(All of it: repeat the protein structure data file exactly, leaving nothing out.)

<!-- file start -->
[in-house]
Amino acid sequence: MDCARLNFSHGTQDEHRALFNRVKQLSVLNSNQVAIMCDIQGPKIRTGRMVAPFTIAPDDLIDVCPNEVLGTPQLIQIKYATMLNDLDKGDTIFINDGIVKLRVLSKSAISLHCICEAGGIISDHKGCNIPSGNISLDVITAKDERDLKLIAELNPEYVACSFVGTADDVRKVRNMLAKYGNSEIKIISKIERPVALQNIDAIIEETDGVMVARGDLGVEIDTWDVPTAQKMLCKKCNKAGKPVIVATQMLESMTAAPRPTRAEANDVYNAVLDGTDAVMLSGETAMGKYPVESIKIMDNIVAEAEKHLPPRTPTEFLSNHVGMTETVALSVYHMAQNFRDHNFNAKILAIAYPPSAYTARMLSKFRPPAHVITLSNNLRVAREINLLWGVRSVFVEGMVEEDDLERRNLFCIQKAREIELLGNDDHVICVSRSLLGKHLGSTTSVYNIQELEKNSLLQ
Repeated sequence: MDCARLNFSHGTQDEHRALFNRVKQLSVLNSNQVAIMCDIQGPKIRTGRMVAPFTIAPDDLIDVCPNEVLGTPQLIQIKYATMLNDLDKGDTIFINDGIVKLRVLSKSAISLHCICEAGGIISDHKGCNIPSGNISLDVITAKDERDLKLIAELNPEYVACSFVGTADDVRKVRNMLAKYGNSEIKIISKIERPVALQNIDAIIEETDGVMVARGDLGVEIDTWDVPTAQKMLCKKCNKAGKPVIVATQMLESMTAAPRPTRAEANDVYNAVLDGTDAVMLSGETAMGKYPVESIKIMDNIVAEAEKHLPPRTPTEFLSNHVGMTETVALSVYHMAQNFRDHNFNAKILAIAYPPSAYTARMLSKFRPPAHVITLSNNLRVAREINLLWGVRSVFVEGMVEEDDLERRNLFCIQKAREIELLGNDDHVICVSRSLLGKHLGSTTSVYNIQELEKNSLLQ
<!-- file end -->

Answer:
[in-house]
Amino acid sequence: MDCARLNFSHGTQDEHRALFNRVKQLSVLNSNQVAIMCDIQGPKIRTGRMVAPFTIAPDDLIDVCPNEVLGTPQLIQIKYATMLNDLDKGDTIFINDGIVKLRVLSKSAISLHCICEAGGIISDHKGCNIPSGNISLDVITAKDERDLKLIAELNPEYVACSFVGTADDVRKVRNMLAKYGNSEIKIISKIERPVALQNIDAIIEETDGVMVARGDLGVEIDTWDVPTAQKMLCKKCNKAGKPVIVATQMLESMTAAPRPTRAEANDVYNAVLDGTDAVMLSGETAMGKYPVESIKIMDNIVAEAEKHLPPRTPTEFLSNHVGMTETVALSVYHMAQNFRDHNFNAKILAIAYPPSAYTARMLSKFRPPAHVITLSNNLRVAREINLLWGVRSVFVEGMVEEDDLERRNLFCIQKAREIELLGNDDHVICVSRSLLGKHLGSTTSVYNIQELEKNSLLQ
Repeated sequence: MDCARLNFSHGTQDEHRALFNRVKQLSVLNSNQVAIMCDIQGPKIRTGRMVAPFTIAPDDLIDVCPNEVLGTPQLIQIKYATMLNDLDKGDTIFINDGIVKLRVLSKSAISLHCICEAGGIISDHKGCNIPSGNISLDVITAKDERDLKLIAELNPEYVACSFVGTADDVRKVRNMLAKYGNSEIKIISKIERPVALQNIDAIIEETDGVMVARGDLGVEIDTWDVPTAQKMLCKKCNKAGKPVIVATQMLESMTAAPRPTRAEANDVYNAVLDGTDAVMLSGETAMGKYPVESIKIMDNIVAEAEKHLPPRTPTEFLSNHVGMTETVALSVYHMAQNFRDHNFNAKILAIAYPPSAYTARMLSKFRPPAHVITLSNNLRVAREINLLWGVRSVFVEGMVEEDDLERRNLFCIQKAREIELLGNDDHVICVSRSLLGKHLGSTTSVYNIQELEKNSLLQ